The Best Soldering Stations

Don’t let an inferior soldering station melt your patience. These top models rule for any home electronics repair.

Best Overall

The Best Soldering Station Option: Hakko FX888D-23BY Digital Soldering Station

Hakko Digital Soldering Station

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Runner Up

The Best Soldering Station Option: YIHUA 862BD+SMD ESD Safe 2 in 1 Soldering Station

YIHUA 2 in 1 Soldering Iron Hot Air Rework Station

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Best Budget

The Best Soldering Station Option: Weller WLC100 40-Watt Soldering Station

Weller WLC100 40-Watt Soldering Station

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Fixing electronics—such as a television, computer board, or even a drone—can be intimidating. But a reliable soldering station makes successful home electronics repair possible.

With a soldering station, you can adhere computer chips, wires, resistors, and transistors together. Small enough to sit on a desktop, soldering stations pack enough power to melt away thick layers of solder. Just set the tip’s temperature to suit your precise needs. Available in several different styles, the following soldering stations rank among the best in their categories.

Note: Soldering irons are not designed for home electrical wiring repairs. These tools are for electronics only.

  1. BEST OVERALL: Hakko Digital Soldering Station
  2. RUNNER UP: YIHUA 2 in 1 Soldering Iron Hot Air Rework Station
  3. BEST BUDGET: Weller WLC100 40-Watt Soldering Station
  4. UPGRADE PICK: YIHUA 853D 2A USB SMD Soldering Iron Station
  5. BEST CONTACT: X-Tronic 3060-PRO-ST-ACC – 75W Soldering Iron Station
  6. BEST LEAD-FREE: YIHUA 939D+ Digital Soldering Station
  7. BEST HOT AIR: TXINLEI 8586 110V Solder Station
The Best Soldering Station Options

Types of Soldering Stations

All soldering stations have a similar look, but they vary slightly in the way they work. You may wish to go very basic with a contact kit or take on high-end, pro-level projects with an infrared station.

Contact Soldering Stations

Contact soldering stations use one of the most commonly recognized forms of soldering: a gun or a pen hooked to an electrical source to heat a stick or spool of leaded soldering wire. The solder then runs onto the wires or circuit and cools, making one connection out of several pieces.

Contact soldering stations have adjustable temperature settings, which allow the user to solder a wider range of electronics and boards without overheating and damaging them. They come in a range of wattages, which determine how well the machine can maintain its temperature while in contact with a joint. Large joints can pull all the heat out of a lower wattage machine, while higher wattages will remain at optimal temperatures for longer.

Lead-Free Soldering Stations

Lead’s harmful effects on health, including anemia, weakness, as well as kidney and brain damage, have prompted a move in the electronic community to create lead-free solders. These use a mixture of conductive metals—tin, silver, and copper—to melt onto a joint and create a solid connection. Lead-free soldering stations differ from their standard contact counterparts in that lead-free solder requires higher temperatures. Standard leaded machines may not reach a high enough melting temperature for lead-free solder or, if they do, the soldering tips will often burn out quickly.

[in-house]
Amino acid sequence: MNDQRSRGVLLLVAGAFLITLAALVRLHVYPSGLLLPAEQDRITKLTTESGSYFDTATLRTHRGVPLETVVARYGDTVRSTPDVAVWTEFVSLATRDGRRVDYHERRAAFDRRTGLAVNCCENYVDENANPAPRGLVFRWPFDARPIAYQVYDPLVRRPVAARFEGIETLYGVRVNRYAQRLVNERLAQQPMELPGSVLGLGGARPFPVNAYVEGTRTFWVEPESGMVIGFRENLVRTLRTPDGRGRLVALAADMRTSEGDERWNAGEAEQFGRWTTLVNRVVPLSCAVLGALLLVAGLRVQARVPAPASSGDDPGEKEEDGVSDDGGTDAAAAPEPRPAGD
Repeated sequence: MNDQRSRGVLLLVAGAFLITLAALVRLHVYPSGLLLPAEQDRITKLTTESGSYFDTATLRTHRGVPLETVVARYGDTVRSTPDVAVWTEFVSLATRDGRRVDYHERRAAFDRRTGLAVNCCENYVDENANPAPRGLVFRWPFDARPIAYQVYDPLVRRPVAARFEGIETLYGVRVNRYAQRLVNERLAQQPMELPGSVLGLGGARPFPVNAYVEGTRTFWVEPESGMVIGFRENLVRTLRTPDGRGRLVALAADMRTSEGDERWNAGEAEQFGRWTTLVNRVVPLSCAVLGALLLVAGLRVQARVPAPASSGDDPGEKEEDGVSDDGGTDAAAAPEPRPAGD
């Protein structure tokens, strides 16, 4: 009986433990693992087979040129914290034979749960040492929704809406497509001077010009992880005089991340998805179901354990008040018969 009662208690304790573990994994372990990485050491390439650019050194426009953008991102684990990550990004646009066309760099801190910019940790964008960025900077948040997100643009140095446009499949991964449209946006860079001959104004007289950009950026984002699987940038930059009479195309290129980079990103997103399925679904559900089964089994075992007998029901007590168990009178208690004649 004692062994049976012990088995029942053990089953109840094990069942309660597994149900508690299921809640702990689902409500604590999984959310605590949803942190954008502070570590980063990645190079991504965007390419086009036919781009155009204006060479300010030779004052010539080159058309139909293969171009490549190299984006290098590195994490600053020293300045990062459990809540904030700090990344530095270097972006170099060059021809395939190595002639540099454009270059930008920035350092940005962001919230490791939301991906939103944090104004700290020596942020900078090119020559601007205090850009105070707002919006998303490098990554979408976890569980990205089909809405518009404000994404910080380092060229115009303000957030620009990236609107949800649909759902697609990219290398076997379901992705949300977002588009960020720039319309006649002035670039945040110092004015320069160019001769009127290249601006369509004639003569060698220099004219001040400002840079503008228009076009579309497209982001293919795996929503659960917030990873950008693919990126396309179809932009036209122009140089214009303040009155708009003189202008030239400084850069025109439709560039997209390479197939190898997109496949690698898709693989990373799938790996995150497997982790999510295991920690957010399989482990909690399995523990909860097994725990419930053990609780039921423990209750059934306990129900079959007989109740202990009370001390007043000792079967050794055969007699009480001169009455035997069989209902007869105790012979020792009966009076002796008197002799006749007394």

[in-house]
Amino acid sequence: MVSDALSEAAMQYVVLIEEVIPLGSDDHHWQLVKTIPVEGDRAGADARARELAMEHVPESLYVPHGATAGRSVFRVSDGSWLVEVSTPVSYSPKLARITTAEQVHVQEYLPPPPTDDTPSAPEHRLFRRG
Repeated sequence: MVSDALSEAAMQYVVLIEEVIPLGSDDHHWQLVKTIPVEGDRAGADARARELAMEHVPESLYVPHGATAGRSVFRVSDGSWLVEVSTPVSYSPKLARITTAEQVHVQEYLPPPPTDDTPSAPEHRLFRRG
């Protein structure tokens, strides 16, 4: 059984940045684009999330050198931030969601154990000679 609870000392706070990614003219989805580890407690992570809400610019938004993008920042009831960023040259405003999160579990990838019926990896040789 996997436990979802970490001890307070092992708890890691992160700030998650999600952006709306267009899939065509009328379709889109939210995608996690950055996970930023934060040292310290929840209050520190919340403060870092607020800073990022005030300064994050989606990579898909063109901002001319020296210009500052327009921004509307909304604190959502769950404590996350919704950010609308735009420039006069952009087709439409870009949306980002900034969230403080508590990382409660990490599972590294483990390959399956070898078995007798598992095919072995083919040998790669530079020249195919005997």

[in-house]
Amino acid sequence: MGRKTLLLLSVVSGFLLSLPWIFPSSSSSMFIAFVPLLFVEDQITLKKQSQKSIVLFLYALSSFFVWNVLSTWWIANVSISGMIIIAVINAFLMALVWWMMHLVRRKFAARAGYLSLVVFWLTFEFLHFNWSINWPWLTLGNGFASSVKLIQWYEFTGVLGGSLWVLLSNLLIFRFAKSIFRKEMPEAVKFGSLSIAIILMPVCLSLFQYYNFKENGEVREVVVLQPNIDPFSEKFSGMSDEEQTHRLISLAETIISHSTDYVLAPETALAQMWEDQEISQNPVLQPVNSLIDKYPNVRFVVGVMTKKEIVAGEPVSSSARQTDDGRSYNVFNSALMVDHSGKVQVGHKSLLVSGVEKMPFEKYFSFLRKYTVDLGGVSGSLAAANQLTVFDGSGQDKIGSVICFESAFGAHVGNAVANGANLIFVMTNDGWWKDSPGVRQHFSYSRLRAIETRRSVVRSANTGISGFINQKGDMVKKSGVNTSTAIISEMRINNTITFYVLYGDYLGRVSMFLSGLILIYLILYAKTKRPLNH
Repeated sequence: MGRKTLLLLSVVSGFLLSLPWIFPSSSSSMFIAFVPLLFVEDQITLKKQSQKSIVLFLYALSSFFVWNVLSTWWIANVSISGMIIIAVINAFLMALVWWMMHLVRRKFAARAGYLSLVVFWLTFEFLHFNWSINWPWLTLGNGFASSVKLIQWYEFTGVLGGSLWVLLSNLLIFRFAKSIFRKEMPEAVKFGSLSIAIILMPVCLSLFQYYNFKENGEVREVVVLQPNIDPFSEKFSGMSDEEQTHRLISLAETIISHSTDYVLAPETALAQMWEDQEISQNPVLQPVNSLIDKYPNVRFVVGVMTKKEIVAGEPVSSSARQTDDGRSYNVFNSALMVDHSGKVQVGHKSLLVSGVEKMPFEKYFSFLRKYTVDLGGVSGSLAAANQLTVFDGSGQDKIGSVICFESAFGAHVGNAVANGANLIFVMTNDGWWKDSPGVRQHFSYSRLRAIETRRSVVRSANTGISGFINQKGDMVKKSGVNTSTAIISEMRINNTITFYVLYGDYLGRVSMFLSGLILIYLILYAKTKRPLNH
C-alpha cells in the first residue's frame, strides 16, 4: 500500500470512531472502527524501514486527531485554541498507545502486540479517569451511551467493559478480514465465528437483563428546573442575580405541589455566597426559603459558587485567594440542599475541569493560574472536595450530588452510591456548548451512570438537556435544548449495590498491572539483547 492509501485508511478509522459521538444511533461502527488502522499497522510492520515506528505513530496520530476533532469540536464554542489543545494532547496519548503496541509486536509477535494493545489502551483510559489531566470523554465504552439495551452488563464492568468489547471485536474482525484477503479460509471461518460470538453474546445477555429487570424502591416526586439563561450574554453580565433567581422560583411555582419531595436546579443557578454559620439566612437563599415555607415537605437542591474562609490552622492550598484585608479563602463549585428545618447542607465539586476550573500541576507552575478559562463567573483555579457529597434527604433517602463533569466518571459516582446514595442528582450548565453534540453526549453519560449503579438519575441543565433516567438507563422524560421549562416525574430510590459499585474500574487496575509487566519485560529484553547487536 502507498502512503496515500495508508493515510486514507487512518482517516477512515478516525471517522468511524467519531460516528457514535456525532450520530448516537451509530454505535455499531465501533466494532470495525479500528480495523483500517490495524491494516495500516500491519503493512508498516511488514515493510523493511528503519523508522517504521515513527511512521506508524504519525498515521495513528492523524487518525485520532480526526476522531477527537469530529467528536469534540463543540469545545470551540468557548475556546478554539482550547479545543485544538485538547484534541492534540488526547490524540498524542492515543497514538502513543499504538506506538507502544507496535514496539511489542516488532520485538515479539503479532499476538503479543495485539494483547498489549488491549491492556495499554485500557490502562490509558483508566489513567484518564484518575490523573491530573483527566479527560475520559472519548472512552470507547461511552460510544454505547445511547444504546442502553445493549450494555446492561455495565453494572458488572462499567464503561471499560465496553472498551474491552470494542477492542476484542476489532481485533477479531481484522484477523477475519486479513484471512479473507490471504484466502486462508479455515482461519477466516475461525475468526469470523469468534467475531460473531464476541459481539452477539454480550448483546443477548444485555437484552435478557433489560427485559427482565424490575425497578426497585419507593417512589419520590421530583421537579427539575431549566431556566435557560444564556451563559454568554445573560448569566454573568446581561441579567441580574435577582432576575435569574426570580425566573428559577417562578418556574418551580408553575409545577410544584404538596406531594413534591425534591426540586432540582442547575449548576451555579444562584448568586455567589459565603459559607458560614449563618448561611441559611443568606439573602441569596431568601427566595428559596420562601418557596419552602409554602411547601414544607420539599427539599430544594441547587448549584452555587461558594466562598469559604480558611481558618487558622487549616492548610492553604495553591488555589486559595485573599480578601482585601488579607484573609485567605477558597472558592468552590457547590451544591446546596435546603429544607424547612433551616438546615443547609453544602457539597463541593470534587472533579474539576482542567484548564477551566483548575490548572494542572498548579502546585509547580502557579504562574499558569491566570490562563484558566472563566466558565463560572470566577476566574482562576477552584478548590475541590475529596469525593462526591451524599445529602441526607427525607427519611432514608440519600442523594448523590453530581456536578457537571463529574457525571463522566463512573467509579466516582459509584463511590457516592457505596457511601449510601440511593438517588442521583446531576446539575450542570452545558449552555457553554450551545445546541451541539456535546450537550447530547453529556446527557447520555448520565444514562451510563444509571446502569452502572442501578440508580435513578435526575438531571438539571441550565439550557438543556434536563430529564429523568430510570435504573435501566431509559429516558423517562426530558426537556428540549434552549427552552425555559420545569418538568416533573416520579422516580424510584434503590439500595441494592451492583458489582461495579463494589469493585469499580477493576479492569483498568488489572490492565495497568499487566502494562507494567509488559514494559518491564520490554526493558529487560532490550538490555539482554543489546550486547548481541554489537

Hot Air Soldering Stations

Hot air soldering stations, also called rework stations, use a gun to wash hot air over electronic components to create a soldered bond. First, soldering paste is placed on the joint and then the two components are connected. Then, the user waves the hot air gun, set to a correct temperature, over the components to heat the paste, which then becomes shiny and pulls the parts into place.

Hot air stations allow DIY-electronics technicians to rework a board by removing components. The user simply washes over the joint with the gun (set at the proper temperature) until the solder heats enough to separate the components. This helps users save parts and replace components on functional boards.

Infrared Soldering Stations

Infrared soldering stations work similarly to hot air soldering stations in that the user places a soldering mixture between the joint and then heats the joint to create a connection. The difference is that an infrared station uses a laser to heat the joint—a faster method, both in set up and in heating.

The user can heat the component instead of the joint by pointing the laser directly onto the component. There’s also less chance of inaccurate soldering since the laser doesn’t blow components around as a hot air soldering station might.

Infrared stations tend to be more expensive and less accessible to DIYers. They’re more suitable for professional shops that need to work quickly to maintain their bottom line.

What to Consider When Buying a Soldering Station

DIY electronic repairpeople should keep the important factors below in mind when shopping for the best soldering station for their needs.

Digital vs. Analog